Lake Macquarie Best of Nature

Reconnect with the natural world as you seek out hidden walking trails, sheltered bays and headland lookouts all along the shoreline of the largest permanent saltwater lake in the country. Explore untouched bushland in the Lake Macquarie State Conservation Area – there are seven separate sections scattered across the southern end of the lake and at Awaba Bay, on the lake’s northwestern corner.

Then head out onto the water on a kayak, strike out on a stand-up paddleboard or join a cruise to see more of the lake in style. If you have your own boat or have hired one for the day, make landfall at Pulbah Island Nature Reserve, the largest island on the lake, for an idyllic picnic in a peaceful bushland setting.

Feel calmed by the contrast of bushland and deep blue sea along 32 kilometres of coastline, bookended by Glenrock State Conservation Area (which contains the last surviving pocket of coastal rainforest in the region) to the north and Munmorah State Conservation Area to the south.


In between you’ll find a string of conservation areas, including Awabakal Nature Reserve – a great spot for whale watching during the annual winter migration season – Belmont Wetlands State Park, facing Nine Mile Beach, and Wallarah National Park, home to a dizzying array of native animals, including powerful owls.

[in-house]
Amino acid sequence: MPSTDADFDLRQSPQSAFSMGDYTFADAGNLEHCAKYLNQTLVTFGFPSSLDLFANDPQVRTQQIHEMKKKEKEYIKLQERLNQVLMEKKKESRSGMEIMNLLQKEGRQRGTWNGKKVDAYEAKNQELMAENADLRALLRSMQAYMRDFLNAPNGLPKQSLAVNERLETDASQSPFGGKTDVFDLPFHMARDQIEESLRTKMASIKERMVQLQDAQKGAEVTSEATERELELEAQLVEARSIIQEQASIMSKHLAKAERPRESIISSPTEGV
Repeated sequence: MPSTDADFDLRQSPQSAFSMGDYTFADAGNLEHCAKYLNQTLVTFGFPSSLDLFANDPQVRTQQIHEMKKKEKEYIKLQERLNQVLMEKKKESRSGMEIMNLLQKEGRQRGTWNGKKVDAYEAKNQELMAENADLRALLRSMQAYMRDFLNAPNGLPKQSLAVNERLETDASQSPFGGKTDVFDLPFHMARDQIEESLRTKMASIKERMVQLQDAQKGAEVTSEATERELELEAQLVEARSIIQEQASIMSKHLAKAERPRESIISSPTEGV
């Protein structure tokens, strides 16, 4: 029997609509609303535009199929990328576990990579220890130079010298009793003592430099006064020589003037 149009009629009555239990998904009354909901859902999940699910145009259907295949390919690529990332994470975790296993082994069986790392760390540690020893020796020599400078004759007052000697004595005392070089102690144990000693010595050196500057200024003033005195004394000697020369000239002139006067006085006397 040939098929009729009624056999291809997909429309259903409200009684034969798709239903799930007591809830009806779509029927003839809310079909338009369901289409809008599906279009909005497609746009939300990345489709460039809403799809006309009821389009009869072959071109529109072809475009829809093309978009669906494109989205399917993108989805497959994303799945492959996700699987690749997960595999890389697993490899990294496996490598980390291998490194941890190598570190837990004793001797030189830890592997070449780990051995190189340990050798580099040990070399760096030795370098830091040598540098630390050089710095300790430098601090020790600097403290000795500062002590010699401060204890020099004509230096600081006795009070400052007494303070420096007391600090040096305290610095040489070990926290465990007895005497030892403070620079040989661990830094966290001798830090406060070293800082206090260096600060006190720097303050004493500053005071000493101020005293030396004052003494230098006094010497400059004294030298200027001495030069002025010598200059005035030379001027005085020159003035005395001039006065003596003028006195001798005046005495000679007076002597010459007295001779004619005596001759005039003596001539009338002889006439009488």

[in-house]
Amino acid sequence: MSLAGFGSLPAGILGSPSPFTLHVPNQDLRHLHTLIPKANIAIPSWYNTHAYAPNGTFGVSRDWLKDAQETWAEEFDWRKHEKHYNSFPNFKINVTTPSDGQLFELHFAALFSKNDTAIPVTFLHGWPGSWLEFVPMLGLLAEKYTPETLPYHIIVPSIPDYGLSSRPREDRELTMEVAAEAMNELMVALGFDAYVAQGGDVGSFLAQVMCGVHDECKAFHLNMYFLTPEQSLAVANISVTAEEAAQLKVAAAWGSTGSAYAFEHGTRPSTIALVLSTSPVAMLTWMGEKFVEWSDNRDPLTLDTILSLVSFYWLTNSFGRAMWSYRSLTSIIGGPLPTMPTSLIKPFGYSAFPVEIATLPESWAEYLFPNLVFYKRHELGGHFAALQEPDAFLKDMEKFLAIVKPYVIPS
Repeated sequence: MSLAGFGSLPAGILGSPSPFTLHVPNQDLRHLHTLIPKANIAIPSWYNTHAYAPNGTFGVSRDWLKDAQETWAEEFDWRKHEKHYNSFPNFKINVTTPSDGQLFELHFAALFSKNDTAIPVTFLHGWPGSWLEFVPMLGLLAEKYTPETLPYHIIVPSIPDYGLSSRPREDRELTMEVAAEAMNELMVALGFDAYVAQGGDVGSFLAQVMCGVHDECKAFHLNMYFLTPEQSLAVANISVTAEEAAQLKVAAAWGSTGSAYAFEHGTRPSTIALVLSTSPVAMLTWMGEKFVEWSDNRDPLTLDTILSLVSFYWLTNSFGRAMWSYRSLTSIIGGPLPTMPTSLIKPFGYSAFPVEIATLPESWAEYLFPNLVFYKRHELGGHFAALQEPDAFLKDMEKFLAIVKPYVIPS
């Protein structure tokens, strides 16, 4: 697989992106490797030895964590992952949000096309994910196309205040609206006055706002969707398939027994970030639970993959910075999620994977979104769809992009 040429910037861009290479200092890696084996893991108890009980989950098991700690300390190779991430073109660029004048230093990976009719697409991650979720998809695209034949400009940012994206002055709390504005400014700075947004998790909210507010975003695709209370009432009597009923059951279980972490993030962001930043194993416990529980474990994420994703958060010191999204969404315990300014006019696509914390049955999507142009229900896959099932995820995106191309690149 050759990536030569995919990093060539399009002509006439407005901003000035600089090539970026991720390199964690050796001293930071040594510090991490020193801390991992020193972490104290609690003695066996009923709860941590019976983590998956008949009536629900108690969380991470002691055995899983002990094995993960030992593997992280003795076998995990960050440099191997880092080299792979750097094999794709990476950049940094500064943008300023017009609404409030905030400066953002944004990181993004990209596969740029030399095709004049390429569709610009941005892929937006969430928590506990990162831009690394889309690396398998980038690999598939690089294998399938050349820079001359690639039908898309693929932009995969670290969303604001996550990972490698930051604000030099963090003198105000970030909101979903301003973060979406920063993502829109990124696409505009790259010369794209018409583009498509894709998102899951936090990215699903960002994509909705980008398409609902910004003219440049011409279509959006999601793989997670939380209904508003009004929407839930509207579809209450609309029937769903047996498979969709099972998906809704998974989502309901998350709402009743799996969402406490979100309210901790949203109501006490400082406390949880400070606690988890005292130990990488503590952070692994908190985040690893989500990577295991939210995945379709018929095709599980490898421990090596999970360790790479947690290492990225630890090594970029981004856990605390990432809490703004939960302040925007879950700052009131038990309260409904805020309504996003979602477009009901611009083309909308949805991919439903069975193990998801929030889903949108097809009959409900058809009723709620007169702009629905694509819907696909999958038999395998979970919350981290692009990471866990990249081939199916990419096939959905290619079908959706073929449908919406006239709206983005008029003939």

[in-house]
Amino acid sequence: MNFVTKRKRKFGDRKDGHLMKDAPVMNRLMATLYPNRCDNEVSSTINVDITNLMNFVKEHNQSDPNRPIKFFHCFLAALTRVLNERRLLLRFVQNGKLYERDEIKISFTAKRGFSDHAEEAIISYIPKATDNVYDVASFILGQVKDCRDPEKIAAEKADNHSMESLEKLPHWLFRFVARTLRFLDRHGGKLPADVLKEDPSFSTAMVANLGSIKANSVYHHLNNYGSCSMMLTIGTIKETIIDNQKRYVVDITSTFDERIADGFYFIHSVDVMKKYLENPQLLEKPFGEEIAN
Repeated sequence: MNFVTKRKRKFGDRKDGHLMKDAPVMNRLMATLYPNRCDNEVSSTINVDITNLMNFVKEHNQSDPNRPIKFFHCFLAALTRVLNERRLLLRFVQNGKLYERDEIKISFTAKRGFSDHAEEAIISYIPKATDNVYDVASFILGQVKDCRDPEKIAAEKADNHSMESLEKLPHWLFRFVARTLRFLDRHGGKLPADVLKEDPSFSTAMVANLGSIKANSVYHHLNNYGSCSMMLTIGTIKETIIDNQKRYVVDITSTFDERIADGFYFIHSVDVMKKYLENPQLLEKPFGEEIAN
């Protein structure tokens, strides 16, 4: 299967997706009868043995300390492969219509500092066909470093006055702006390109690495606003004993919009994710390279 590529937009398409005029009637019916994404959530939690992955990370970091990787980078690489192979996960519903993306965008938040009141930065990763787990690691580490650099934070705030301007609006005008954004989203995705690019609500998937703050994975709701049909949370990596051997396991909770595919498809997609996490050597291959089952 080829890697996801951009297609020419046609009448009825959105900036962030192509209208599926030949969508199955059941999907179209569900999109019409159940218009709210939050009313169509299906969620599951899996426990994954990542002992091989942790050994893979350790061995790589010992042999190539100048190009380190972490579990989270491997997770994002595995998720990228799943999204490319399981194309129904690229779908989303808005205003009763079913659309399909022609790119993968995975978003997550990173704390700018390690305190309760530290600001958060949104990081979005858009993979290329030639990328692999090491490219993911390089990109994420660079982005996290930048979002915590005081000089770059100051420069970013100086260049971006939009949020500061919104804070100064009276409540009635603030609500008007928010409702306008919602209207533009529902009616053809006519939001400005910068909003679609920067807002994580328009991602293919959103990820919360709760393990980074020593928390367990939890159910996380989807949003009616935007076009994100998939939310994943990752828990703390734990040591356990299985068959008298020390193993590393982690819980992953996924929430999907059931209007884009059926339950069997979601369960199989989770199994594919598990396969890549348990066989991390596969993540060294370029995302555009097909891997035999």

Or head west away from the water to be awestruck by the natural beauty of Watagans National Park, a wilderness of waterfalls and bushwalking trails through rainforest gullies and thickets of Illawarra flame trees and towering red cedar.


Linger to explore the state forests bordering Watagans National Park, surveying the Hunter Valley from lookouts in Heaton State Forest or following sections of the Great North Walk through Olney State Forest.

Surrounded by national parks, conservation areas, state forests and more, discover some of Lake Macquarie's natural gems below: